Other rabbis (such as the rival party of Shammaite Pharisees) said that the phrase ‘a matter of indecency’ did not refer to two types of divorce (adultery and ‘Any Cause’) because the phrase as a whole means ‘nothing else than indecency’.  Most of the people, however, preferred the Hillelite interpretation because it provided easy divorces and no embarrassing court appearances. Philo lists ‘Any Cause’ as the only basis for Jewish divorce, and Josephus names it as the type of divorce which he used.  By the middle of the first century there is no mention of any other type of divorce in Judaism, and after the destruction of Jerusalem in AD 70, when Jewish law became centralised and much more uniform, it was the only type of divorce available.

Four Biblical Grounds for Divorce

Before the ‘Any Cause’ divorce became popular, Judaism had four grounds for divorce based on the Old Testament:  adultery (based on Dt.24.1) and neglect of food, clothing or love (based on Ex.21.10f).

These latter three grounds were recognised by all factions within Judaism and allowed divorce by women as well as men. They were based on the Mosaic law that a slave-wife could be free of her marriage if her husband neglected her, and the rabbis assumed that if an ex-slave had these rights then so did a neglected free wife or a neglected husband.

The rabbis carefully defined how much money the man had to provide the woman for buying food and clothing, and how much work the woman had to do in producing them. The rabbis even laid down how often couples had to take part in physical acts of love which varied according to the occupation of the man — they allowed longer periods of abstinence for traders (who went on business trips) and for scholars (i.e. themselves).

In practice they divided these three grounds into two, which we might call emotional support and material support, and Paul was presumably alluding to them (and to Ex.21.10f) when he reminded the Corinthians that they owed their spouses both physical love (1Cor.7.3-5) and material support (1Cor.7.33-34).

The rabbis specified different courses of action when these two types of neglect occurred, both of which led eventually to divorce if the erring partner did not change their ways. They did not specify abuse as a ground for divorce because this would be regarded as the most severe form of neglect. These grounds were listed in early Jewish marriage certificates where they formed the basis of marriage vows.

Asking Jesus about ‘Any Cause’

All these types of divorce fell into disuse a few decades before AD 70 because everyone chose to get divorced with the new and easy-to-use ‘Any Cause’ divorce. Although the concept of the three obligations of marriage continued to be expressed in the language of marriage certificates, the term ‘Any Cause divorce’ disappeared completely because even the lawyers referred to it simply as ‘divorce’.

During Jesus’ ministry, the debate about the ‘Any Cause’ divorce was still raging, so they asked him his opinion: “Do you think it is lawful for a man to divorce his wife for ‘Any Cause’” (Mt.19.3). Jesus was more interested in talking about marriage than divorce, so he started by emphasising that marriage should be monogamous and lifelong (vv.4-6) and when they asked why Moses commanded divorce for adultery he said that Moses merely allowed it, and only in cases of stubborn unrepentance (‘hardheartedness’, vv.7-8).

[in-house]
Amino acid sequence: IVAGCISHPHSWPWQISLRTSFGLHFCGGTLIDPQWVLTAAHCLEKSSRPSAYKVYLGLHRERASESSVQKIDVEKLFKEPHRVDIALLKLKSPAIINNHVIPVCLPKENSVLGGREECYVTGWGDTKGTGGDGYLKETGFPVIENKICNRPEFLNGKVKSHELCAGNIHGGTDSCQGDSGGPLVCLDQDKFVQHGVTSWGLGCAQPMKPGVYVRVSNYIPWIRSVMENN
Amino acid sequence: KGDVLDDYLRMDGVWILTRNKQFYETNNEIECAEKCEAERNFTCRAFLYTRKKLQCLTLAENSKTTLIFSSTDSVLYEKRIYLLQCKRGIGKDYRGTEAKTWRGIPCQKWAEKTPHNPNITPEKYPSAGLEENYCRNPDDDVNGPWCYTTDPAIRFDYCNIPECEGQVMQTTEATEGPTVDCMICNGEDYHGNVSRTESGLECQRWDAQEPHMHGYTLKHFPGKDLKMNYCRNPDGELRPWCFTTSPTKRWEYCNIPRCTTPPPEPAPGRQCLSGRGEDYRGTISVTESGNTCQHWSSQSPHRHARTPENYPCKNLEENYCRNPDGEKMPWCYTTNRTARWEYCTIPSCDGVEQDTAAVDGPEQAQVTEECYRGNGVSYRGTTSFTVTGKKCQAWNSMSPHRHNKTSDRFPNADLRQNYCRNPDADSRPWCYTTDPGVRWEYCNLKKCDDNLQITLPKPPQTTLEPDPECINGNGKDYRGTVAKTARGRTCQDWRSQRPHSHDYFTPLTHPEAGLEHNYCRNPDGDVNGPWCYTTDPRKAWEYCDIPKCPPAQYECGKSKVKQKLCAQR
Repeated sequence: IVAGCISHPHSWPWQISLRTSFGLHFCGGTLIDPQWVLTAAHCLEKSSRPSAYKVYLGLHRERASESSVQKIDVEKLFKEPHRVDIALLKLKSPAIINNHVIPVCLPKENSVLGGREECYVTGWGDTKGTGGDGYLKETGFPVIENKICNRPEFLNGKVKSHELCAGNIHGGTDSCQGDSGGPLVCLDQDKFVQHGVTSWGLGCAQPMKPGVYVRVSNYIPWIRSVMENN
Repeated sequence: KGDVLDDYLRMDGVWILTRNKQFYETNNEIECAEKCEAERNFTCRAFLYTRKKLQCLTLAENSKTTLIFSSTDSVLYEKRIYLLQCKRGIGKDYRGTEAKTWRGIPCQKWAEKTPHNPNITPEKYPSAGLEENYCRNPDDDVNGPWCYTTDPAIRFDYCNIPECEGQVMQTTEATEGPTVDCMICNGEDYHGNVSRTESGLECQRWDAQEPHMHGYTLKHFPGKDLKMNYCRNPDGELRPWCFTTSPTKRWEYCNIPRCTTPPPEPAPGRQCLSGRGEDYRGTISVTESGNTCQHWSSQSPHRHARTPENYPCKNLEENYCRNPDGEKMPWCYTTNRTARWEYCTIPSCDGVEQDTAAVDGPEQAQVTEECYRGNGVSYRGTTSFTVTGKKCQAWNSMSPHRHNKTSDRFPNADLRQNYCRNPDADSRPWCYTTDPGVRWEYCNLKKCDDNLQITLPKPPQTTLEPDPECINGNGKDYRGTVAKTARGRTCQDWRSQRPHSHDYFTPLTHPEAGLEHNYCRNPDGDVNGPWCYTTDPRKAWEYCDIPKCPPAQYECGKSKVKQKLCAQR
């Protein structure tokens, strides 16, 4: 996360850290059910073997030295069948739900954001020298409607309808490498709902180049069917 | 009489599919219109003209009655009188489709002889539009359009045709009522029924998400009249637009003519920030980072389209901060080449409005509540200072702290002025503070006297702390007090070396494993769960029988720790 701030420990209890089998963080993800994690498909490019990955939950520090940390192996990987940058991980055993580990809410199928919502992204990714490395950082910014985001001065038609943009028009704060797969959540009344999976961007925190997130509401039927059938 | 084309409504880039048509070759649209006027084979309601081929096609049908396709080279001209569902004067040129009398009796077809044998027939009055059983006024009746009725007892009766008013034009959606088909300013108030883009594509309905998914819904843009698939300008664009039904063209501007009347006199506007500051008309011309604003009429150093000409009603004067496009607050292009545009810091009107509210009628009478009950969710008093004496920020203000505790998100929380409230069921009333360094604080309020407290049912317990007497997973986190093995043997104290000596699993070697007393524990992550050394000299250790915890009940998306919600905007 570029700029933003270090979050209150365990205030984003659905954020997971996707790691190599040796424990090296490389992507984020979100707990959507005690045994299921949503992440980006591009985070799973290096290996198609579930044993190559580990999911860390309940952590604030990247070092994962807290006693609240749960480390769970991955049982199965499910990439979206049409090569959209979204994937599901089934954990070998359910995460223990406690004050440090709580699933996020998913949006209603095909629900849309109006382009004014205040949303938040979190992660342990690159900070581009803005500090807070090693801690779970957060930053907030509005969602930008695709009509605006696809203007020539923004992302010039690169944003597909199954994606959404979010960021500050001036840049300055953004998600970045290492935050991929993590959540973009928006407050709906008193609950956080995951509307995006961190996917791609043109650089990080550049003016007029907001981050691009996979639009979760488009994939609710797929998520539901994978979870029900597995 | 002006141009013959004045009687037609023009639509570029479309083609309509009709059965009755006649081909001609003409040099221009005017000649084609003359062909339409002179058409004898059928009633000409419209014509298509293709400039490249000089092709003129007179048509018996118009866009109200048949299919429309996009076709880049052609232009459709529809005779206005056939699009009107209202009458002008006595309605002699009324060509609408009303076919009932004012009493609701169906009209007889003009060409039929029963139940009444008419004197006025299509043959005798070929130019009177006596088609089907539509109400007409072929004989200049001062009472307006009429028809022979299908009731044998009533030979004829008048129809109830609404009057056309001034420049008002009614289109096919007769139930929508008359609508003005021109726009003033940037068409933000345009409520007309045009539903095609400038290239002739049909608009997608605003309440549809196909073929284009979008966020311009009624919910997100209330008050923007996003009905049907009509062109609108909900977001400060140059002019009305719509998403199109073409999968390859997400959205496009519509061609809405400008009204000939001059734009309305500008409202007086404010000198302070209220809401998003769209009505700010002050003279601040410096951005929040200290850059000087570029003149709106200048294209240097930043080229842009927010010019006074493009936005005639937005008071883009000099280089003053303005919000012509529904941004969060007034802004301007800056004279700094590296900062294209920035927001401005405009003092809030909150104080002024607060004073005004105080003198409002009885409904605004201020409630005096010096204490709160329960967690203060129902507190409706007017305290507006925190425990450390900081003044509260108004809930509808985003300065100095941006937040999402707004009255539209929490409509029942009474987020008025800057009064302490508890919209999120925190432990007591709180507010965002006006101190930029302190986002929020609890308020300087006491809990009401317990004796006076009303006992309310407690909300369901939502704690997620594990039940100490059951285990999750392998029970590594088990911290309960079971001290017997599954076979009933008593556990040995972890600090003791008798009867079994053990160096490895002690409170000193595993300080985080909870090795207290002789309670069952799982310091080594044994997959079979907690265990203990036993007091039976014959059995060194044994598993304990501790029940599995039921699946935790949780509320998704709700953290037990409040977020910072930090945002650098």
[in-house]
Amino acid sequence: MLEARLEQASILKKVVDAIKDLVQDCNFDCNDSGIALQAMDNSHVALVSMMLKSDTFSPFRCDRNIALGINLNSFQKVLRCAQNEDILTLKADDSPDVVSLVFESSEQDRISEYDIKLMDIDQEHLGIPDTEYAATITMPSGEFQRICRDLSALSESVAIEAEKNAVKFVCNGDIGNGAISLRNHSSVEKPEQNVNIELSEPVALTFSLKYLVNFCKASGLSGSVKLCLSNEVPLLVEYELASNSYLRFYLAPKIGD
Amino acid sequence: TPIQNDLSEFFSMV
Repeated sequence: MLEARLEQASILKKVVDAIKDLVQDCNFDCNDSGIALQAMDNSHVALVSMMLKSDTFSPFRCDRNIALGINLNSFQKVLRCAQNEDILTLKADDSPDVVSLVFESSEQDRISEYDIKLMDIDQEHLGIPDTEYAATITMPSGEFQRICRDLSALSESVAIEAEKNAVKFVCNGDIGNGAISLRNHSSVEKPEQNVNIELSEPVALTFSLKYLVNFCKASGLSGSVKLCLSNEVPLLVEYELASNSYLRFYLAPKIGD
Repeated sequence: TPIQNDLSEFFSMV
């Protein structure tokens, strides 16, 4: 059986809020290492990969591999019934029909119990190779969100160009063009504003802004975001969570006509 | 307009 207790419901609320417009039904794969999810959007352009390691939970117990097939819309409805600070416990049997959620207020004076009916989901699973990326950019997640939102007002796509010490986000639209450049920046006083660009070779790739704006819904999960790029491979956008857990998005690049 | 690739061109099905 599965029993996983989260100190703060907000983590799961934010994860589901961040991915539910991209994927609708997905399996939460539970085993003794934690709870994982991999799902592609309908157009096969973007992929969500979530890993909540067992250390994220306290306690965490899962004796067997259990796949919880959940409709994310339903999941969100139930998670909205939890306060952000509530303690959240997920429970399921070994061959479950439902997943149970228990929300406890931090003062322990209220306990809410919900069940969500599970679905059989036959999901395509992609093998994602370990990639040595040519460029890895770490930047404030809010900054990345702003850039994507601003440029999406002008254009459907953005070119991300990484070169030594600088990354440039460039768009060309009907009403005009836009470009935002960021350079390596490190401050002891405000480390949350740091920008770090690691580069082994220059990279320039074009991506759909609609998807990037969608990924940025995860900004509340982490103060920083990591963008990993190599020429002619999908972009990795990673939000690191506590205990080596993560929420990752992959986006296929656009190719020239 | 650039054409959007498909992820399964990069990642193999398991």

Eventually Jesus answered their question about the ‘Any Cause’ divorce by quoting the Shammaite slogan that the phrase ‘a cause of indecency’ means “nothing except indecency”.  Jesus was not a Shammaite, because he disagreed with them in many other matters, but he said that their interpretation of the phrase “a cause of indecency” was correct, as would most modern interpreters of the text.

Jesus rejected the ‘Any Cause’ divorce as a non-biblical invention, so that anyone who had divorced using this interpretation (which included almost every divorced person in Israel) had an invalid divorce. He emphasised this in a most dramatic way by saying that anyone who had remarried after such a divorce was now committing adultery, because their previous marriage had not yet ended.

The abbreviation necessitated by writing this teaching in a Gospel makes it difficult for a 21st century reader to follow. Mark’s version (Mk.10.2-12) does not even include the Hillelite and Shammaite slogans, “for ‘Any Cause’” and “nothing except indecency”. A first century reader would mentally supply these phrases just as a modern reader supplies the phrase “alcoholic beverages” into the question “Is it lawful for a 16 year-old to drink?”.

Luke’s version (Lk.16.18) is so dramatically abbreviated that it makes no sense unless we remember that virtually all divorces were for ‘Any Cause’, so that everyone who remarried could be said to be committing adultery.

Matthew provided a fuller account because by the time he was writing the debate was already waning and people needed reminding about the issues. But even Matthew’s account is confusing for modern translators almost all of whom thought that Jesus was asked about “divorce for any cause” instead of the specific ‘Any Cause’ divorce.

NT Grounds for Divorce

Which grounds for divorce did Jesus accept? He was never asked this question, and he does not tell us, though we know from his answer to the question about the ‘Any Cause’ divorce that he allowed divorce for adultery. In the absence of further evidence, we have to assume that he accepted all four Old Testament grounds for divorce, as did all other Jews.

There are many aspects of Jesus’ teaching for which we have no record — e.g. he never affirmed monotheism or condemned rape— because there was no need to record everything which his audience already agreed with. When Jesus did disagree, he was not shy to say so. When he was asked about the ‘Any Cause’ divorce Jesus took the opportunity to point out several matters in which he disagreed with other Jews, including monogamy (all Jews except the Qumran sect allowed polygamy), optional divorce for adultery (which most Jews regarded as compulsory), and optional marriage (which all Jews regarded as compulsory).

Fortunately Paul is not as silent as Jesus, because he has to remind his partly-gentile audience about the obligations within marriage, as mentioned above.

– David Instone-Brewer

The two books that go into this subject in detail are:

Divorce and Remarriage in the Church by David Instone-Brewer

And Marries Another by Craig Keener

If this subject interests you, these are the two best books on the subject.

P.S. Sometimes this question comes up: “Should a person who remarried outside of God’s will divorce his or her current spouse and try to remarry the person they were first married to, if they are still single?” Missionaries face this question all the time in cultures where multiple marriages are practiced.

Paul says in 1 Corinthians 7 to follow the Lord where you are presently (1 Corinthians 7:17-24). Based on Paul’s words, the judgment of many missionaries is to encourage the person who falls into that situation to ask forgiveness if they divorced their spouse on unbiblical grounds, and to begin following the Lord where they are presently in life with their current spouse.

Just remember one thing. However you judge another person, God will judge you the same way (Matthew 7:1-12). Be careful, therefore, about throwing stones because we all live in glass houses.

– John